Sequence of Courses
- Education Toward Food Citizenship & Community
- Food in Schools & Postsecondary Institutions
- Edible Education I: Theory & Practice
- Edible Education II: Field Application & Culminating Project (Internship-Based)
For detailed curriculum, degree requirements, and course descriptions, please visit the AUS catalog.
The LEE Program is designed to assist students in building their professional repertoires in the emerging field of edible education, with the aim helping participants further their careers in this and related fields. The final quarter of the program is dedicated to a culminating field project/internship with this ultimate goal of professional growth in mind.
Students who complete this program can find careers as a:
- Public elementary, middle, or high school teacher and leader incorporating Edible Education in their professional roles
- Independent or parochial elementary, middle, or high school teacher and leader incorporating Edible Education in their professional roles
- Informal educator and leader, incorporating Edible Education in non-school settings such as non-profit organization, farms, restaurants, food processing and distributing enterprises, arts or cultural institutions, recreational organizations, and government, tribal, and public utility agency outreach and educational programs
- Edible Education program developer or coordinator and leader
- Edible Education curriculum lead, supervisor, or specialist and leader
- Edible Education research specialist and leader
- Edible Education policy specialist and leader
- Edible Education consultant and leader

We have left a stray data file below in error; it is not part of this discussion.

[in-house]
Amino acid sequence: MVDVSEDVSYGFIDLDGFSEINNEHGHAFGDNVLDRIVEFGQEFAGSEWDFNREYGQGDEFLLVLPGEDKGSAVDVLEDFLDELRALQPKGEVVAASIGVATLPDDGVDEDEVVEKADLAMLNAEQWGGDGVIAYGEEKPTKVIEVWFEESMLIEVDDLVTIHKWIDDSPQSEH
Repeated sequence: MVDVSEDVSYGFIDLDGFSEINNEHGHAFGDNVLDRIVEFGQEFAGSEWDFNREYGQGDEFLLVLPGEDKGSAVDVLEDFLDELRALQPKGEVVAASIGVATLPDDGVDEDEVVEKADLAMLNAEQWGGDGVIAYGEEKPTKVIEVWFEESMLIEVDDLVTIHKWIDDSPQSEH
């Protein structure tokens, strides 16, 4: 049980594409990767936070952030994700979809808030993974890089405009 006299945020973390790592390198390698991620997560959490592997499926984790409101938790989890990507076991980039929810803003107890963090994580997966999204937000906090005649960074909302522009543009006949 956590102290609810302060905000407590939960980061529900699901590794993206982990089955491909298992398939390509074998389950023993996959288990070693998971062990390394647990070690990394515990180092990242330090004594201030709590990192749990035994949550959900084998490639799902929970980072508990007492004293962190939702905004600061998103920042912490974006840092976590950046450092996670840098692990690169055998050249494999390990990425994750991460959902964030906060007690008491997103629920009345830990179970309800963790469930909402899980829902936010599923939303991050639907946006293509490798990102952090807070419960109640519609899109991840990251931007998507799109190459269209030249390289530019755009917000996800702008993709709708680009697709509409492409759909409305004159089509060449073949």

“I knew that I wanted to be a part of this food revolution, inspiring people to reclaim their birthright to eat healthy whole foods and understand how it was created. (LEE) guides us to create tangible food education programs adapting our ideas to the existing food network across the world. We observe pioneering education and we participate in practical field experiences. I love this program.”
~ Brian Gilbert, Cheesemonger and 2015-16 LEE Student
“Leadership in Edible Education has given me the language, the context, and most importantly the community to begin to understand how I am a leader in this newly emerging field. Through thoughtfully chosen experiences situated within the Seattle and Kitsap area, stimulating dialogues, and powerful resources I have honed my knowledge, strength and vision. Thanks to this superbly crafted curriculum and wise leadership, my life has forever been changed.”
~ Angela King, Educator and 2015-16 L.E.E. Student
“We are connecting place and taste with where we live, eat, and learn”
~ Jon Garfunkel, EduCulture Founder & LEE Program Co
EduCulture fills an important need in our local community: providing farmers and teachers the organizational, programmatic and curricular support and oversight to cultivate integrated and dedicated farm-school relationships that mutually serve local farms and local K-12 and community based education. Read more about our program on EduCulture’s website.
Edible Democracy Project